At the beginning of the last decade of the 19th century, the most noted of breeders and fanciers in and around Boston came together with the intention of forming an organization, then calling themselves the American Bull Terrier Club. In 1891, armed with breeding and litter records and a newly written Standard of the breed, the club petitioned the American Kennel Club for breed admittance. However, opposition from the AKC Oﬃcer, among them the aﬄuent dog and horseman August Belmont, Jr., (and first President of AKC) prevented recognition of the breed, citing lack of consistency of type.
Although the breed was denied entrée to the Stud Book, the Boston Terrier Club was admitted to AKC membership and the breed was for once and for all given the oﬃcial name of Boston Terrier. Its Standard was adopted, allowing weight classes from 15 pounds and under and up to 36 pounds. The preferred colors were brindle and white, or brindle or solid white, but black, mouse or liver were not acceptable. There was no consideration for the markings that later became coveted by the Boston Terrier fancy.
Two years later, with conditions attached that only those Bostons having an approved three-generation pedigree would be eligible for registration, the Boston Terrier was finally admitted into the AKC Stud Book on February 27, 1893.
By then, the good folks of Boston and its environs began breeding America’s first dog in earnest. More and more often Boston Terriers were brought from the stable and shed into the kitchen, where many a litter found warmth in a paper-lined box behind the wood-burning cook stove. Over the next three decades, the Boston’s popularity grew and enthusiastic breeding of Bostons took on prolific proportions. During the 1920s, one-fifth or more of the entries at all-breed shows were found on the Boston Terrier benches and entries numbering over 200 weren’t unheard of at specialty shows. It was during the first third of the 1900s that such eminent examples of the breed influenced future generations: Ch. Ace of Aces, Ch. Million Dollar Kid Boots, Ch. Royal Kid Regards, Int. Ch. Rockabye Dempsey and Int. Ch. Grant’s Royal Command were but a few of the “good ones”.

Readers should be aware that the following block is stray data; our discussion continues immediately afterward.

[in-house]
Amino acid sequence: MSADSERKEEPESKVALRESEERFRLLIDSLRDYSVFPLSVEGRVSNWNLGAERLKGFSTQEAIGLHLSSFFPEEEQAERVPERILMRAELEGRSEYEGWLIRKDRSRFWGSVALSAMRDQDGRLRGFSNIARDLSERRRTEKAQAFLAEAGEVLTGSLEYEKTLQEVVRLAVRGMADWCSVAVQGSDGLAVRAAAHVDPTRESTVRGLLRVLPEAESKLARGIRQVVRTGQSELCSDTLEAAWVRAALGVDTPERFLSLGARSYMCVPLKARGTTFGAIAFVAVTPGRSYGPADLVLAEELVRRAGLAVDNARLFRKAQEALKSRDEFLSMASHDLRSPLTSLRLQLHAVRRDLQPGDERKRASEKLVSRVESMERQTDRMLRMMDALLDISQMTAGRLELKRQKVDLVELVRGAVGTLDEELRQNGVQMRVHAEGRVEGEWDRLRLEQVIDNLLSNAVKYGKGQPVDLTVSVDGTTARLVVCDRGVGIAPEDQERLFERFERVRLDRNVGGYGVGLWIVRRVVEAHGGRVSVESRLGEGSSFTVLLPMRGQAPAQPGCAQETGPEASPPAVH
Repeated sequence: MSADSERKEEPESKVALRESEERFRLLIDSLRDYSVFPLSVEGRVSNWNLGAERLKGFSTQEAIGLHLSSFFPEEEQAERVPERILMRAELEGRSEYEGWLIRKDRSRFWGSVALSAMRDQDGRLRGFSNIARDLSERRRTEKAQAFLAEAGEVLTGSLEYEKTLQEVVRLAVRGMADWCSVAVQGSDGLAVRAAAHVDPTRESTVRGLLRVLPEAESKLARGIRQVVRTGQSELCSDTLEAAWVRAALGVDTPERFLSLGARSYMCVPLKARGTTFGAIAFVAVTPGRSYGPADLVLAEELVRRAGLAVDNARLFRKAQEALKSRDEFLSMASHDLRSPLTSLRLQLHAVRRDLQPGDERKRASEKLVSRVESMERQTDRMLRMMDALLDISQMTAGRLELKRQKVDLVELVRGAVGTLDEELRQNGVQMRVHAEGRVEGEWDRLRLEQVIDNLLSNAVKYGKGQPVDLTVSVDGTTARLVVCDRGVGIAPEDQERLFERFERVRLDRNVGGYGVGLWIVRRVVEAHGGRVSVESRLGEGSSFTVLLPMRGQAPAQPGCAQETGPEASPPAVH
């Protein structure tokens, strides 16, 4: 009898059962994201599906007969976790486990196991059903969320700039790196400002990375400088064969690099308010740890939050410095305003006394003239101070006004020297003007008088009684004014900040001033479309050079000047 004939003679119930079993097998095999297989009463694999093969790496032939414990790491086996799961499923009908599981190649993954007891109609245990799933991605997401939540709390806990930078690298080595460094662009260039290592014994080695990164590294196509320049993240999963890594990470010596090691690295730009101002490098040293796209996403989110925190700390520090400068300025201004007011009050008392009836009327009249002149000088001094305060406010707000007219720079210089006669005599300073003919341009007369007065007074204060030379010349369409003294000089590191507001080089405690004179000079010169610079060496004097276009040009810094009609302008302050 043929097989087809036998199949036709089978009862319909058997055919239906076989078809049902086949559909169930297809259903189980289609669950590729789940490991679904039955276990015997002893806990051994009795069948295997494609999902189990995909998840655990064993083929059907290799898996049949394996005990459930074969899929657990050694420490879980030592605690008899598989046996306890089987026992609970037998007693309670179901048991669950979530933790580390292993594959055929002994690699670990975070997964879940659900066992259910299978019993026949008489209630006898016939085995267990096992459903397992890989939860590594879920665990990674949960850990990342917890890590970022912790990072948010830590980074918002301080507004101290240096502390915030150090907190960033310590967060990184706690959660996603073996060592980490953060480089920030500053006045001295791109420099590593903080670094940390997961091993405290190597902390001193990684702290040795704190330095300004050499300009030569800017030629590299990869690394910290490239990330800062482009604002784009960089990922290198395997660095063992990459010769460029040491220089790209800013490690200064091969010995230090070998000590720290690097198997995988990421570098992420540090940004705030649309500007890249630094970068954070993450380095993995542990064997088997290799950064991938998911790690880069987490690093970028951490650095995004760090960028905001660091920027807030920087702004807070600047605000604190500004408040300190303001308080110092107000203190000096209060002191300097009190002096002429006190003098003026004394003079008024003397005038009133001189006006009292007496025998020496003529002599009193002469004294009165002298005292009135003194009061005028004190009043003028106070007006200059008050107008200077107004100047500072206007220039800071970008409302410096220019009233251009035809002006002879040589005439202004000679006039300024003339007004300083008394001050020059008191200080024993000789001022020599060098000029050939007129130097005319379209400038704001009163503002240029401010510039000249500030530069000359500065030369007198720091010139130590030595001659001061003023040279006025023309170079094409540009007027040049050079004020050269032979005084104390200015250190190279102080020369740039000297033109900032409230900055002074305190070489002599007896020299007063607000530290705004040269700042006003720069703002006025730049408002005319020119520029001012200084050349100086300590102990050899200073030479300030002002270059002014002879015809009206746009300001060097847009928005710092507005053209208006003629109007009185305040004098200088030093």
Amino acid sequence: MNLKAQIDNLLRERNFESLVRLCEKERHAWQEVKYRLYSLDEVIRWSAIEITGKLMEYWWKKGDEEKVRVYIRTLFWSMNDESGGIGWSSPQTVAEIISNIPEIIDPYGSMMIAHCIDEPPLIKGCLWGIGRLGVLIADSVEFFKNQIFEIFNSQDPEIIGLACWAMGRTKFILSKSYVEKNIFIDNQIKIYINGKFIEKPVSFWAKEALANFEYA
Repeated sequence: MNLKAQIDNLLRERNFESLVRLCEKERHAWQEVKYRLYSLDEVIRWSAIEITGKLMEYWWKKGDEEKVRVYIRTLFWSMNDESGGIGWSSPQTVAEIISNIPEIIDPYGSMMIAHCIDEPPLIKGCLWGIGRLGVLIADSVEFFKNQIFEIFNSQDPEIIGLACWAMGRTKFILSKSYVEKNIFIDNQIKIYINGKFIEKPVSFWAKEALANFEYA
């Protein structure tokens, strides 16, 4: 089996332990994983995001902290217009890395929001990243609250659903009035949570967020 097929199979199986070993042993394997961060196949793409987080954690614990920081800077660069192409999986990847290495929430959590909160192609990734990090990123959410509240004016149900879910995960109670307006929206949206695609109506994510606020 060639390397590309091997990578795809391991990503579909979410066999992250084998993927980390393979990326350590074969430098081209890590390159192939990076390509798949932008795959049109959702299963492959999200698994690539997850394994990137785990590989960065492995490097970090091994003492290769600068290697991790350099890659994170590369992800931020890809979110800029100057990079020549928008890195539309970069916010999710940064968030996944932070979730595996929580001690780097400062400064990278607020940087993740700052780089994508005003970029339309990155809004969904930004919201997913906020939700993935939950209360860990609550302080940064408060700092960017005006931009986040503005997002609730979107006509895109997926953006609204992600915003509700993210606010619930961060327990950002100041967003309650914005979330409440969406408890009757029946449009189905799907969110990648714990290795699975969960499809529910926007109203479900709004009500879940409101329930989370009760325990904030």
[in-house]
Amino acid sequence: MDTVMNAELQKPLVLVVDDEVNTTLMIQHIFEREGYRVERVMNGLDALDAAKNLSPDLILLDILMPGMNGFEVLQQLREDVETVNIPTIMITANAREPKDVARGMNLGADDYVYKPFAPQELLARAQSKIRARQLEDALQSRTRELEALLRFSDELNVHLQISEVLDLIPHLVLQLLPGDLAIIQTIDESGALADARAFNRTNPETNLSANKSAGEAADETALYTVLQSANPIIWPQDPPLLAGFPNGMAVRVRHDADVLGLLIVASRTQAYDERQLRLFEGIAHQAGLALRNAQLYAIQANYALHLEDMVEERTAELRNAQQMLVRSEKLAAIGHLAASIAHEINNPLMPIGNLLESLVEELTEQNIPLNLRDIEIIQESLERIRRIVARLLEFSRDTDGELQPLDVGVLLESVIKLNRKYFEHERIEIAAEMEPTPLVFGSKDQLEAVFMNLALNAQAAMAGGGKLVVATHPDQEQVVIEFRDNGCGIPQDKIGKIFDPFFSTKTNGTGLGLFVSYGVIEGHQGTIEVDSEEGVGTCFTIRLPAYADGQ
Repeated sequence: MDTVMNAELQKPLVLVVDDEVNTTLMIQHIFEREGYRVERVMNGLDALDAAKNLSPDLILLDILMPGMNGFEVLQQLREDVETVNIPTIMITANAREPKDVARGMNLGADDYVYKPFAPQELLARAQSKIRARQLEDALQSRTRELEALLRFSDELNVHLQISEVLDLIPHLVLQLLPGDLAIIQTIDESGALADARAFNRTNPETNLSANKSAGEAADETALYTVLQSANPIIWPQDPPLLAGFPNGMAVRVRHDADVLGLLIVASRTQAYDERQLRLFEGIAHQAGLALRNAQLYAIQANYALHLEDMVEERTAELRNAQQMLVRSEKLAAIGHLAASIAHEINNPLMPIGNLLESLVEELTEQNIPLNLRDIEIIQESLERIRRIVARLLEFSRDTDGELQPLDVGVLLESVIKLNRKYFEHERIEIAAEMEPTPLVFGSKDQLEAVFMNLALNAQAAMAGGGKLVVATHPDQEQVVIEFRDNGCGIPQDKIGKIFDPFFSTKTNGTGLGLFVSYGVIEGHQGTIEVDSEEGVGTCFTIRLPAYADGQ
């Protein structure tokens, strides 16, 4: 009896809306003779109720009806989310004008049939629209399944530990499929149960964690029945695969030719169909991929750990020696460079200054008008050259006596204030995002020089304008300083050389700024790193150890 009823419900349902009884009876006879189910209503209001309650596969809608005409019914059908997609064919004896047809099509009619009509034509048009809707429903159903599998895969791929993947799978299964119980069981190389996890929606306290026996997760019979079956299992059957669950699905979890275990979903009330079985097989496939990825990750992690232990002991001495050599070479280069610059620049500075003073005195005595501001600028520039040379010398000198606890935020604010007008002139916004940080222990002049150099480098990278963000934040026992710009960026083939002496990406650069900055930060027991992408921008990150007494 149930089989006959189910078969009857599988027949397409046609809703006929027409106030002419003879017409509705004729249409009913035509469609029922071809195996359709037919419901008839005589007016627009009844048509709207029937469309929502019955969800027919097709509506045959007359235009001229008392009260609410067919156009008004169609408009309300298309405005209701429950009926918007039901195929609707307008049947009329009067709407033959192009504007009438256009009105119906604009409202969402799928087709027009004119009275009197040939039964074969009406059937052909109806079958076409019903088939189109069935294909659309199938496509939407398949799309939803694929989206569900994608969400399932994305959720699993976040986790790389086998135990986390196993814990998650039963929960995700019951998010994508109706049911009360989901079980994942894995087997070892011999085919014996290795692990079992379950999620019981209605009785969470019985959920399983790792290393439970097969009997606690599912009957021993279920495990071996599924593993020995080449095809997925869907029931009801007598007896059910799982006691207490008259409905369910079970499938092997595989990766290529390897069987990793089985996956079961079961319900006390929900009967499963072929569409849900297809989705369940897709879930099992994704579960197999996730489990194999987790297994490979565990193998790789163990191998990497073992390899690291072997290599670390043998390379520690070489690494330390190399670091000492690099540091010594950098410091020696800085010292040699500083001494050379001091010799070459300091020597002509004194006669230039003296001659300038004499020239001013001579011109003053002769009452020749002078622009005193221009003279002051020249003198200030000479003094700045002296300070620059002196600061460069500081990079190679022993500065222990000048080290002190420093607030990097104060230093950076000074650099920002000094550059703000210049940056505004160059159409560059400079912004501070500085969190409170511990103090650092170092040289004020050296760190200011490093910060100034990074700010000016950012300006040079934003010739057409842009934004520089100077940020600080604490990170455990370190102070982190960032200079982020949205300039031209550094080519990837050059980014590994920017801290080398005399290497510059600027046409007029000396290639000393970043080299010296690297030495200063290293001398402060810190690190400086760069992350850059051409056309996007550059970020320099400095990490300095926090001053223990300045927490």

From 1905 until 1935, the Boston Terrier was the first or second most popular breed in the United States based on AKC registrations. Between 1921 and 1934, AKC saw registrations of Boston Terriers reach the 90,000 mark. And little wonder. The small, tuxedoed Boston Terrier is indeed, as the standard states, an incomparable companion. Friend to young and old, the Boston Terrier is well-named as the American Gentleman.
A highly intelligent dog, the elegant Boston is one of the most accommodating of breeds. As willing to hike as he is to curl up on the couch with its master, the Boston Terrier is also an actively keen contender no matter in what ring or arena he competes.
Not particularly yappy, nonetheless, the Boston is alert to the safeguarding of his family and may be feisty with other breeds. He has an excellent temperament and is exceedingly affectionate, so it is most fitting to close with words from the venerable Vincent Perry, who wrote, “There is no better dog—no greater companion.”